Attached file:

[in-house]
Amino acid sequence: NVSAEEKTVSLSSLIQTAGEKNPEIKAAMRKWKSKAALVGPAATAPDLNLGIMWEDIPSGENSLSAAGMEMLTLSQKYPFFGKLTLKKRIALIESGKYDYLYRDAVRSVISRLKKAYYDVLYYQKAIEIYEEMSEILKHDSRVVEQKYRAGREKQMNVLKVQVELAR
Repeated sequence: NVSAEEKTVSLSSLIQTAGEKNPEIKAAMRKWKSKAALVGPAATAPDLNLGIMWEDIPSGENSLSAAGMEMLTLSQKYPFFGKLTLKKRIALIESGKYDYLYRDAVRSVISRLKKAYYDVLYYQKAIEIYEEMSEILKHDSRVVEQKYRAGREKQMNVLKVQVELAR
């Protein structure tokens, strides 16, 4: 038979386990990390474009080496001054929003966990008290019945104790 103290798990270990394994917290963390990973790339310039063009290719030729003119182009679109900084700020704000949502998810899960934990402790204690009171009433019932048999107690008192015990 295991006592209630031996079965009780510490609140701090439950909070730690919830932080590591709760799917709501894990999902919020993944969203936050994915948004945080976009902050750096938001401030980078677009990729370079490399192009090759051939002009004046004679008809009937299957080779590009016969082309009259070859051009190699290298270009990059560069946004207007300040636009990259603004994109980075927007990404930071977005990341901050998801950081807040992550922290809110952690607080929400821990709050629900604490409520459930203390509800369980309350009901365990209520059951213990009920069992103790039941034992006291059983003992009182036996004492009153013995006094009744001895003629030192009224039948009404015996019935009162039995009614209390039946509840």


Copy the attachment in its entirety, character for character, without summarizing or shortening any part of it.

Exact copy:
[in-house]
Amino acid sequence: NVSAEEKTVSLSSLIQTAGEKNPEIKAAMRKWKSKAALVGPAATAPDLNLGIMWEDIPSGENSLSAAGMEMLTLSQKYPFFGKLTLKKRIALIESGKYDYLYRDAVRSVISRLKKAYYDVLYYQKAIEIYEEMSEILKHDSRVVEQKYRAGREKQMNVLKVQVELAR
Repeated sequence: NVSAEEKTVSLSSLIQTAGEKNPEIKAAMRKWKSKAALVGPAATAPDLNLGIMWEDIPSGENSLSAAGMEMLTLSQKYPFFGKLTLKKRIALIESGKYDYLYRDAVRSVISRLKKAYYDVLYYQKAIEIYEEMSEILKHDSRVVEQKYRAGREKQMNVLKVQVELAR
């Protein structure tokens, strides 16, 4: 038979386990990390474009080496001054929003966990008290019945104790 103290798990270990394994917290963390990973790339310039063009290719030729003119182009679109900084700020704000949502998810899960934990402790204690009171009433019932048999107690008192015990 295991006592209630031996079965009780510490609140701090439950909070730690919830932080590591709760799917709501894990999902919020993944969203936050994915948004945080976009902050750096938001401030980078677009990729370079490399192009090759051939002009004046004679008809009937299957080779590009016969082309009259070859051009190699290298270009990059560069946004207007300040636009990259603004994109980075927007990404930071977005990341901050998801950081807040992550922290809110952690607080929400821990709050629900604490409520459930203390509800369980309350009901365990209520059951213990009920069992103790039941034992006291059983003992009182036996004492009153013995006094009744001895003629030192009224039948009404015996019935009162039995009614209390039946509840």